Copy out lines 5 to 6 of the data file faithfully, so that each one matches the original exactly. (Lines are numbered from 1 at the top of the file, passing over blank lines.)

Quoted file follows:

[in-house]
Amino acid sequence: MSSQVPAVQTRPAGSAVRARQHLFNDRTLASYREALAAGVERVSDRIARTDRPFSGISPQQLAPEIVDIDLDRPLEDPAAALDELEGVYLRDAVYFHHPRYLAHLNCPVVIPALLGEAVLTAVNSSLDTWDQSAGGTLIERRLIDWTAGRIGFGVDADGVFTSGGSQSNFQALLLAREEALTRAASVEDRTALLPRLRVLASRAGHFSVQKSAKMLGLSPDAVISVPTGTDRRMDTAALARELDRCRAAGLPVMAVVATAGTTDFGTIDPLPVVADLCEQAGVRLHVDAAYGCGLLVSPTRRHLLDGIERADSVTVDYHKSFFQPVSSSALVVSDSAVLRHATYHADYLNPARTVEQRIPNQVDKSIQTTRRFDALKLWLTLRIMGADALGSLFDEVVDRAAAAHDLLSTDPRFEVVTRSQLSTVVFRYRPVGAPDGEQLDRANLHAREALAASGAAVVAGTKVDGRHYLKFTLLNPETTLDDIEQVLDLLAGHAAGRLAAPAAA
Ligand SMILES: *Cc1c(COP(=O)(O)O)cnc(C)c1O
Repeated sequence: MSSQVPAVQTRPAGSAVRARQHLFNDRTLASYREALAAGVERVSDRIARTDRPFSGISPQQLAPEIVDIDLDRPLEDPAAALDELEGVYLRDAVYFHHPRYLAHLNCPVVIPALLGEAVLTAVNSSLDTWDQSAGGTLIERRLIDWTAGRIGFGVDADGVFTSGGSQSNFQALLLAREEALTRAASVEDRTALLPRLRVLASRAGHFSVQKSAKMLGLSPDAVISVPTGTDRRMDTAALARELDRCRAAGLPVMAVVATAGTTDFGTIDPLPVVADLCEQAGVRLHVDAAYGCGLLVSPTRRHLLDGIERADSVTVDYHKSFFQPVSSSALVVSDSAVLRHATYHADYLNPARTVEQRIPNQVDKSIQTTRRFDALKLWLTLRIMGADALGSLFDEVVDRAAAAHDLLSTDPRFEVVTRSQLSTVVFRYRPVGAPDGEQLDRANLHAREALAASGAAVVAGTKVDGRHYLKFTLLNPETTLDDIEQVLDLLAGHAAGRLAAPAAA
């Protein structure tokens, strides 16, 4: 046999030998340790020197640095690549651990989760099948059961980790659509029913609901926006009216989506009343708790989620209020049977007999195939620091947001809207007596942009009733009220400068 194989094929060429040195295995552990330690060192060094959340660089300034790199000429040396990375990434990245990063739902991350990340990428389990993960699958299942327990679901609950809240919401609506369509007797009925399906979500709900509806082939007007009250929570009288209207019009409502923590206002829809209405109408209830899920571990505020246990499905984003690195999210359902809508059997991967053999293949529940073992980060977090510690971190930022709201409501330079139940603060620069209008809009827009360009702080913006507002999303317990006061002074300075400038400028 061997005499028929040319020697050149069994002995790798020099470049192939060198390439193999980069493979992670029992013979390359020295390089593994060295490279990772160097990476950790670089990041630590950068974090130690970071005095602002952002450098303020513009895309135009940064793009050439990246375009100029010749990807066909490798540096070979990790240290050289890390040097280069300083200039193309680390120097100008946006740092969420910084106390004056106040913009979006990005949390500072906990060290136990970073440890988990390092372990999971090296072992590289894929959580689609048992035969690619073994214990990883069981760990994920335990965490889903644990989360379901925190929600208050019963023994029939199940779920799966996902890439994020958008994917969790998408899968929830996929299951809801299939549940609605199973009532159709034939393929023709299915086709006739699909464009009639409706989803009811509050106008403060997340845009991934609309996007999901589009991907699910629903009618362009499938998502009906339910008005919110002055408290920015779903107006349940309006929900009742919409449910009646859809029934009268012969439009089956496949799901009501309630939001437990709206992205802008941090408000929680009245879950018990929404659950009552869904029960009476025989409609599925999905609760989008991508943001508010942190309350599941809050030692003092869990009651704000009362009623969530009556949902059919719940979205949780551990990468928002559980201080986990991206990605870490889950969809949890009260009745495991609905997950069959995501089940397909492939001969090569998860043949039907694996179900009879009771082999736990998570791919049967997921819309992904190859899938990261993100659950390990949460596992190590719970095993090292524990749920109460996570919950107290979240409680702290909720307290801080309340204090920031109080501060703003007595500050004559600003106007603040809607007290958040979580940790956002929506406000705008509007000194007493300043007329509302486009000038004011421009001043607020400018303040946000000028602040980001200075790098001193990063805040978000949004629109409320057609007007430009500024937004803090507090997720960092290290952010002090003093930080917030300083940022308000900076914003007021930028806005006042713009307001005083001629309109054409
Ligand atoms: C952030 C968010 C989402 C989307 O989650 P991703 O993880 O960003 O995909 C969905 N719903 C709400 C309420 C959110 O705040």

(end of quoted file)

């Protein structure tokens, strides 16, 4: 046999030998340790020197640095690549651990989760099948059961980790659509029913609901926006009216989506009343708790989620209020049977007999195939620091947001809207007596942009009733009220400068 194989094929060429040195295995552990330690060192060094959340660089300034790199000429040396990375990434990245990063739902991350990340990428389990993960699958299942327990679901609950809240919401609506369509007797009925399906979500709900509806082939007007009250929570009288209207019009409502923590206002829809209405109408209830899920571990505020246990499905984003690195999210359902809508059997991967053999293949529940073992980060977090510690971190930022709201409501330079139940603060620069209008809009827009360009702080913006507002999303317990006061002074300075400038400028 061997005499028929040319020697050149069994002995790798020099470049192939060198390439193999980069493979992670029992013979390359020295390089593994060295490279990772160097990476950790670089990041630590950068974090130690970071005095602002952002450098303020513009895309135009940064793009050439990246375009100029010749990807066909490798540096070979990790240290050289890390040097280069300083200039193309680390120097100008946006740092969420910084106390004056106040913009979006990005949390500072906990060290136990970073440890988990390092372990999971090296072992590289894929959580689609048992035969690619073994214990990883069981760990994920335990965490889903644990989360379901925190929600208050019963023994029939199940779920799966996902890439994020958008994917969790998408899968929830996929299951809801299939549940609605199973009532159709034939393929023709299915086709006739699909464009009639409706989803009811509050106008403060997340845009991934609309996007999901589009991907699910629903009618362009499938998502009906339910008005919110002055408290920015779903107006349940309006929900009742919409449910009646859809029934009268012969439009089956496949799901009501309630939001437990709206992205802008941090408000929680009245879950018990929404659950009552869904029960009476025989409609599925999905609760989008991508943001508010942190309350599941809050030692003092869990009651704000009362009623969530009556949902059919719940979205949780551990990468928002559980201080986990991206990605870490889950969809949890009260009745495991609905997950069959995501089940397909492939001969090569998860043949039907694996179900009879009771082999736990998570791919049967997921819309992904190859899938990261993100659950390990949460596992190590719970095993090292524990749920109460996570919950107290979240409680702290909720307290801080309340204090920031109080501060703003007595500050004559600003106007603040809607007290958040979580940790956002929506406000705008509007000194007493300043007329509302486009000038004011421009001043607020400018303040946000000028602040980001200075790098001193990063805040978000949004629109409320057609007007430009500024937004803090507090997720960092290290952010002090003093930080917030300083940022308000900076914003007021930028806005006042713009307001005083001629309109054409
Ligand atoms: C952030 C968010 C989402 C989307 O989650 P991703 O993880 O960003 O995909 C969905 N719903 C709400 C309420 C959110 O705040």